Ephesians 2:14, “For he is our peace, who hath made both one, and hath broken down the middle wall of partition between us;
Verse 15: Having abolished in his flesh the enmity, even the law of commandments contained in ordinances; for to make in himself of twain one new man, so making peace;” (KJV)
Let's examine this in context of the first century and not by what modern scholars, far removed from the Jewish roots of Yeshua and His disciples, have taught us to believe.
Verse 14 - Literally the “middle wall of the boundary fence”. The Hebrew word for this wall is “m'chitzah”. This Hebrew word literally means “that which divides something in half”. This is referring to a literal, physical wall, or partition, that divides something. In many of the Synagogues of the first century the men were separated from the women by a “m'chitzah”.
There was another “m'chitzah” that divided in the Temple complex. This boundary fence was at the temple court. Surrounding the Temple was a wall with a sign which forbade any foreigner to go in, or they would face death. (Josephus, Antiquities of the Jews 15:11:5; also compare Wars of the Jews 5:5:2, 6:2:4) This “m'chitzah” was to separate the Jews from the Gentiles. (There was also a wall separating the Court of the Women).
In Acts 21:27-32 we can read the incident where Paul was beaten and arrested because he was accused of bringing a Non-Jewish man, Trophimus, into the Temple. Here was the crime – they accused Paul of letting a Gentile cross beyond the “middle wall of separation”. So, it was a literal wall.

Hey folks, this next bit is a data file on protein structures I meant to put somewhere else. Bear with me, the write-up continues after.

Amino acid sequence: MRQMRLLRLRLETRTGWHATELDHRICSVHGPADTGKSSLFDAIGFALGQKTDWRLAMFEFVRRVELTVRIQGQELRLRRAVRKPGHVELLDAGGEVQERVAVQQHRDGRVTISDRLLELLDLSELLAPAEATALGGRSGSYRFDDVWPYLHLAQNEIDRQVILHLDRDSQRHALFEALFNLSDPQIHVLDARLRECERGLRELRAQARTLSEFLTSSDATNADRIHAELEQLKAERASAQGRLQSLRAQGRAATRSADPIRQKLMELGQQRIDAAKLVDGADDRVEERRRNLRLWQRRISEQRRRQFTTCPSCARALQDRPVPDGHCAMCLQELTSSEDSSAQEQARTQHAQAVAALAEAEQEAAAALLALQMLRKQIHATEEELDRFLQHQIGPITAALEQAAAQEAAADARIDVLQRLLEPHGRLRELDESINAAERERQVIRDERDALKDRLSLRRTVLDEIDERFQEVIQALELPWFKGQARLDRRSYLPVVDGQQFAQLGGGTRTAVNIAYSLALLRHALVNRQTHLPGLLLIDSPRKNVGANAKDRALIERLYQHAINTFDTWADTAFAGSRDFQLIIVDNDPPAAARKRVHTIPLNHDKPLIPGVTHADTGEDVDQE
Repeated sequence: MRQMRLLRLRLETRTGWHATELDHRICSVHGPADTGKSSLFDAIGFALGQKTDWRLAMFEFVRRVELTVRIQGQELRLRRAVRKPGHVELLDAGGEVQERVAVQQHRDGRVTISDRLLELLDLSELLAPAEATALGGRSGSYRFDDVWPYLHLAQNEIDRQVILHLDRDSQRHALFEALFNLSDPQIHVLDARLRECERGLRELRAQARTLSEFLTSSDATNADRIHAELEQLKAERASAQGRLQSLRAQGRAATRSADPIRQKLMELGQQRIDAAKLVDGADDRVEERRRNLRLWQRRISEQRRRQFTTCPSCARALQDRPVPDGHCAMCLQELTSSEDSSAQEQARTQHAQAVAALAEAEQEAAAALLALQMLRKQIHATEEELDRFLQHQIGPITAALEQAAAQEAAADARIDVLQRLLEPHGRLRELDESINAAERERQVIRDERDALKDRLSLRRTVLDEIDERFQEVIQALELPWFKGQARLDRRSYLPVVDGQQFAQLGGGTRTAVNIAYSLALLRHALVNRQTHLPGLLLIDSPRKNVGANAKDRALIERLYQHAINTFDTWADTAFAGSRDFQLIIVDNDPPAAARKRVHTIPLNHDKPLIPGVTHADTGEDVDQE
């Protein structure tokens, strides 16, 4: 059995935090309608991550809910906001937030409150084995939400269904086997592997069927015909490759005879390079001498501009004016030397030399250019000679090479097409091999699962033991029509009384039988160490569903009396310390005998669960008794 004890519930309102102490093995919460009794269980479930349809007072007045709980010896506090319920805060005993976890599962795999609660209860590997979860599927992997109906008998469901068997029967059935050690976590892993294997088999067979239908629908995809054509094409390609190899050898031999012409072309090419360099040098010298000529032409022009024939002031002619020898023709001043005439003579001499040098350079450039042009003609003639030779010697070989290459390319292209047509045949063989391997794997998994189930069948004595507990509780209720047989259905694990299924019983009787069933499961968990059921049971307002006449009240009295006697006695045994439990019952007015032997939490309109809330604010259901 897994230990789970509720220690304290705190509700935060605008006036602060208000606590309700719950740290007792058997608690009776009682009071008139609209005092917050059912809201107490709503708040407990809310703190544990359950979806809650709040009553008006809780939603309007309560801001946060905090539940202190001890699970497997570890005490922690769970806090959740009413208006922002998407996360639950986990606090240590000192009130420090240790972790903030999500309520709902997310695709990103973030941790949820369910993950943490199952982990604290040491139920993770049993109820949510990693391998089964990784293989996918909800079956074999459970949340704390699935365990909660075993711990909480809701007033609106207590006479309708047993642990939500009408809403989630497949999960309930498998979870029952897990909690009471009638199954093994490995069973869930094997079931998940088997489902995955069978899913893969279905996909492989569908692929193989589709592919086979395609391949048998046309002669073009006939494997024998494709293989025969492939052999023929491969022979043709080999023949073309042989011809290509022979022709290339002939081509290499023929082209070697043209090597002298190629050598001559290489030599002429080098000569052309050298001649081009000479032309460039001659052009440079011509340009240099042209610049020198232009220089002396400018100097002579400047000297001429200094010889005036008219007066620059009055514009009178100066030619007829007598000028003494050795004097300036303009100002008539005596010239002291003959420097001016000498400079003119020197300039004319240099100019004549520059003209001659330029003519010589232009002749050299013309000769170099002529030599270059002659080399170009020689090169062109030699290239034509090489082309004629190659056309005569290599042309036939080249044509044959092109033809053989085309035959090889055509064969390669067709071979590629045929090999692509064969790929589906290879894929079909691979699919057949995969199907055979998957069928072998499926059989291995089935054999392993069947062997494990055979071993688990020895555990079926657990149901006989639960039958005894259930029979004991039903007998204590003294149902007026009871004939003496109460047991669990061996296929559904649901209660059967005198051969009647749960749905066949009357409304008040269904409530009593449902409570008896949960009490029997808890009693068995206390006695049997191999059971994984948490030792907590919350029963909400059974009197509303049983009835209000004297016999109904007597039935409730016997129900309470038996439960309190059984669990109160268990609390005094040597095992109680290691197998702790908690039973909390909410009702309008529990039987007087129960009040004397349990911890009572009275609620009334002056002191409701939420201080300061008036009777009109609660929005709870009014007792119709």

Now, in Ephesians 2:14 the Apostle Paul (Sha'ul) is making the point that Gentiles and Jews are now accepted by God, because of the blood of Yeshua, and that they “two” are “one flesh” in Messiah. Therefore, Paul argues that Messiah tore down this “m'chitzah”. This was not the only “partition” that Messiah tore down because as He hung on the cross the veil was torn in the Temple revealing the Holy Place, giving all access to the Most Holy God. (Of course, a person still must approach Him on His terms – not their individual terms. This is the key - God has always allowed any person to approach Him if they approached Him on His terms).
Now, Yeshua did not physically tear this wall down at the Temple. It would have stood there until its destruction in 70AD. This is spiritually speaking, for as Apostle Sha'ul states, “There is neither Jew nor Greek, there is neither bond nor free, there is neither male nor female: for ye are all one in Christ Jesus.” (Galatians 3:28) Messiah has made us all obtain salvation in the same manner and that is through His blood atonement.
Now, let's examine verse 15 – Yeshua also abolished the “enmity, the law (Torah) of commandments in ordinances”.
The Apostle states that there is a law (torah) of commandments in ordinances that separates Jews from Gentiles. That was the topic of the point he was making. Just like the wall was a “separator” so these “laws of ordinances (dogma)” separated the Jews from the Gentiles also. What was He saying?